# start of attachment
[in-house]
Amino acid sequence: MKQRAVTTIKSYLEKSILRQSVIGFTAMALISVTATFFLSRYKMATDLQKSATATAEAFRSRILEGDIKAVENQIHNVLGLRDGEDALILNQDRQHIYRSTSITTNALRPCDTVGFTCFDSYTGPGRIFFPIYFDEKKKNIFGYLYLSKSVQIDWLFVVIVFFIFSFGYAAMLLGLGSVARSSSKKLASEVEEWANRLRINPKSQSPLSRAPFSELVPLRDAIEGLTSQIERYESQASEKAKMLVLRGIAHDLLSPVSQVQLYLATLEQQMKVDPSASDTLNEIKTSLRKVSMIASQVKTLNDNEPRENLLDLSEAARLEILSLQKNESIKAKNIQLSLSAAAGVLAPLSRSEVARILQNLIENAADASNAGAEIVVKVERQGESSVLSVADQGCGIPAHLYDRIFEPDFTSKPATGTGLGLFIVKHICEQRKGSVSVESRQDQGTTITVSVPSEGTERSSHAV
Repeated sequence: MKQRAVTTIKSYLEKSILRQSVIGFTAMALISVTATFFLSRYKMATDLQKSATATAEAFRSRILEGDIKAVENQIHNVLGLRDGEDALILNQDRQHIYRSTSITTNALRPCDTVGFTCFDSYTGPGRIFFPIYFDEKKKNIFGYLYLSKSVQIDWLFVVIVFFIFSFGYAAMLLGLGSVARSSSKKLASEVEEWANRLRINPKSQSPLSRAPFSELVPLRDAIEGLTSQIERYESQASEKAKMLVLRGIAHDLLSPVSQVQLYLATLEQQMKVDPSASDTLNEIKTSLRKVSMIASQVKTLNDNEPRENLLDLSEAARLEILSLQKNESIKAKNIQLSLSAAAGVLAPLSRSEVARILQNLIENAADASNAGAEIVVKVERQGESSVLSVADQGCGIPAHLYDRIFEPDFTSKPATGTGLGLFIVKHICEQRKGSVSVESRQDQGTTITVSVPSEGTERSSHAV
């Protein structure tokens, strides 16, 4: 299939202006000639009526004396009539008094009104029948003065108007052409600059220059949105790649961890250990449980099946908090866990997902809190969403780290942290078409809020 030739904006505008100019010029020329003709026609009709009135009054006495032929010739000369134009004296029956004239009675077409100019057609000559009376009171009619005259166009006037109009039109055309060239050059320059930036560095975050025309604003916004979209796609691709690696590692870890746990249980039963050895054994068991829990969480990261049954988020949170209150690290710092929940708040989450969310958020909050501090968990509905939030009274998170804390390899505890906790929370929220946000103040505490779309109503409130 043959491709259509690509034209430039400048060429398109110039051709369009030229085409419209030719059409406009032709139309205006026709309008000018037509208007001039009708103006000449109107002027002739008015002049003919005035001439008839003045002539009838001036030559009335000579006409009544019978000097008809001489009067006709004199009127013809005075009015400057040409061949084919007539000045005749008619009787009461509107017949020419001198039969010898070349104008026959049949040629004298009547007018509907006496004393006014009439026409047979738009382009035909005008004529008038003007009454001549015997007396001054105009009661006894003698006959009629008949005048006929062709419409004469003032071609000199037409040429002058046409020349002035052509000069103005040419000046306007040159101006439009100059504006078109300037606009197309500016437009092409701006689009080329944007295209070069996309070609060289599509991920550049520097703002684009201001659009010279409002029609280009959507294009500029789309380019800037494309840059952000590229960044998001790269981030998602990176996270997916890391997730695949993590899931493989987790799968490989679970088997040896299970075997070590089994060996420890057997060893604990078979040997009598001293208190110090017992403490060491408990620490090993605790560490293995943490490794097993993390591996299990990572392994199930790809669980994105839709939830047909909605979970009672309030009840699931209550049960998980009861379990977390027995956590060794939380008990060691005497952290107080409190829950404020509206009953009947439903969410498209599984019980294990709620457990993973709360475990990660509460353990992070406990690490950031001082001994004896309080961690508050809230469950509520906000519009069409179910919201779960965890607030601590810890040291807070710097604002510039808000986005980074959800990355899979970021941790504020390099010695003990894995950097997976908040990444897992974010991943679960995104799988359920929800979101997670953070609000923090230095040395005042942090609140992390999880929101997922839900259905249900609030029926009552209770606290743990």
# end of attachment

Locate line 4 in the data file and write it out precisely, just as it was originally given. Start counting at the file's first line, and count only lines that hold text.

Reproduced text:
């Protein structure tokens, strides 16, 4: 299939202006000639009526004396009539008094009104029948003065108007052409600059220059949105790649961890250990449980099946908090866990997902809190969403780290942290078409809020 030739904006505008100019010029020329003709026609009709009135009054006495032929010739000369134009004296029956004239009675077409100019057609000559009376009171009619005259166009006037109009039109055309060239050059320059930036560095975050025309604003916004979209796609691709690696590692870890746990249980039963050895054994068991829990969480990261049954988020949170209150690290710092929940708040989450969310958020909050501090968990509905939030009274998170804390390899505890906790929370929220946000103040505490779309109503409130 043959491709259509690509034209430039400048060429398109110039051709369009030229085409419209030719059409406009032709139309205006026709309008000018037509208007001039009708103006000449109107002027002739008015002049003919005035001439008839003045002539009838001036030559009335000579006409009544019978000097008809001489009067006709004199009127013809005075009015400057040409061949084919007539000045005749008619009787009461509107017949020419001198039969010898070349104008026959049949040629004298009547007018509907006496004393006014009439026409047979738009382009035909005008004529008038003007009454001549015997007396001054105009009661006894003698006959009629008949005048006929062709419409004469003032071609000199037409040429002058046409020349002035052509000069103005040419000046306007040159101006439009100059504006078109300037606009197309500016437009092409701006689009080329944007295209070069996309070609060289599509991920550049520097703002684009201001659009010279409002029609280009959507294009500029789309380019800037494309840059952000590229960044998001790269981030998602990176996270997916890391997730695949993590899931493989987790799968490989679970088997040896299970075997070590089994060996420890057997060893604990078979040997009598001293208190110090017992403490060491408990620490090993605790560490293995943490490794097993993390591996299990990572392994199930790809669980994105839709939830047909909605979970009672309030009840699931209550049960998980009861379990977390027995956590060794939380008990060691005497952290107080409190829950404020509206009953009947439903969410498209599984019980294990709620457990993973709360475990990660509460353990992070406990690490950031001082001994004896309080961690508050809230469950509520906000519009069409179910919201779960965890607030601590810890040291807070710097604002510039808000986005980074959800990355899979970021941790504020390099010695003990894995950097997976908040990444897992974010991943679960995104799988359920929800979101997670953070609000923090230095040395005042942090609140992390999880929101997922839900259905249900609030029926009552209770606290743990």